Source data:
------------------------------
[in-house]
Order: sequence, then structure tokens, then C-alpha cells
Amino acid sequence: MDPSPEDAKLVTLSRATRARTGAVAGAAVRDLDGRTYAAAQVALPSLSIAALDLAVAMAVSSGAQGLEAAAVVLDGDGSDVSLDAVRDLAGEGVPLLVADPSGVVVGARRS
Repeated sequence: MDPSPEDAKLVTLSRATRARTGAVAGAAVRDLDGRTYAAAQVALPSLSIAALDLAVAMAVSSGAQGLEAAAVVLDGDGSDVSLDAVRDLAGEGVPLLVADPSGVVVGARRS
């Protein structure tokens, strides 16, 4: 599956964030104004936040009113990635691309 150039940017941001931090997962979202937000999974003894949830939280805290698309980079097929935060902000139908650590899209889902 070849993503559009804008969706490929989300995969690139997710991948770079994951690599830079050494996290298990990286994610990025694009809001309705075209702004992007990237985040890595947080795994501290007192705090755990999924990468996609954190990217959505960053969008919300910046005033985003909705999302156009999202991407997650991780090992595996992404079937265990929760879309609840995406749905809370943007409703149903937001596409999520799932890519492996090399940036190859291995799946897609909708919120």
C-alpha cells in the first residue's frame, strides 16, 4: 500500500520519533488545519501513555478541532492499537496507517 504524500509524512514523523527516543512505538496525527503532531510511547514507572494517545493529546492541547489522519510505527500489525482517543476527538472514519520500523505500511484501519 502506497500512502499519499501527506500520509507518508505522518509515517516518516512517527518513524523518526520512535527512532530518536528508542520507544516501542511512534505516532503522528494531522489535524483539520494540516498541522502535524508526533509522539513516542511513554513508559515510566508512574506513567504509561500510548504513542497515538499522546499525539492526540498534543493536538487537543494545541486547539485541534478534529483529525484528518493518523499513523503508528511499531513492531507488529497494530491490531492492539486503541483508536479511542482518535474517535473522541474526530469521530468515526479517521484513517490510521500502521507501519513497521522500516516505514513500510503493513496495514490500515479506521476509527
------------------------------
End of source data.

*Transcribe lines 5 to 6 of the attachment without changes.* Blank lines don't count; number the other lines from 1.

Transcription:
């Protein structure tokens, strides 16, 4: 599956964030104004936040009113990635691309 150039940017941001931090997962979202937000999974003894949830939280805290698309980079097929935060902000139908650590899209889902 070849993503559009804008969706490929989300995969690139997710991948770079994951690599830079050494996290298990990286994610990025694009809001309705075209702004992007990237985040890595947080795994501290007192705090755990999924990468996609954190990217959505960053969008919300910046005033985003909705999302156009999202991407997650991780090992595996992404079937265990929760879309609840995406749905809370943007409703149903937001596409999520799932890519492996090399940036190859291995799946897609909708919120």
C-alpha cells in the first residue's frame, strides 16, 4: 500500500520519533488545519501513555478541532492499537496507517 504524500509524512514523523527516543512505538496525527503532531510511547514507572494517545493529546492541547489522519510505527500489525482517543476527538472514519520500523505500511484501519 502506497500512502499519499501527506500520509507518508505522518509515517516518516512517527518513524523518526520512535527512532530518536528508542520507544516501542511512534505516532503522528494531522489535524483539520494540516498541522502535524508526533509522539513516542511513554513508559515510566508512574506513567504509561500510548504513542497515538499522546499525539492526540498534543493536538487537543494545541486547539485541534478534529483529525484528518493518523499513523503508528511499531513492531507488529497494530491490531492492539486503541483508536479511542482518535474517535473522541474526530469521530468515526479517521484513517490510521500502521507501519513497521522500516516505514513500510503493513496495514490500515479506521476509527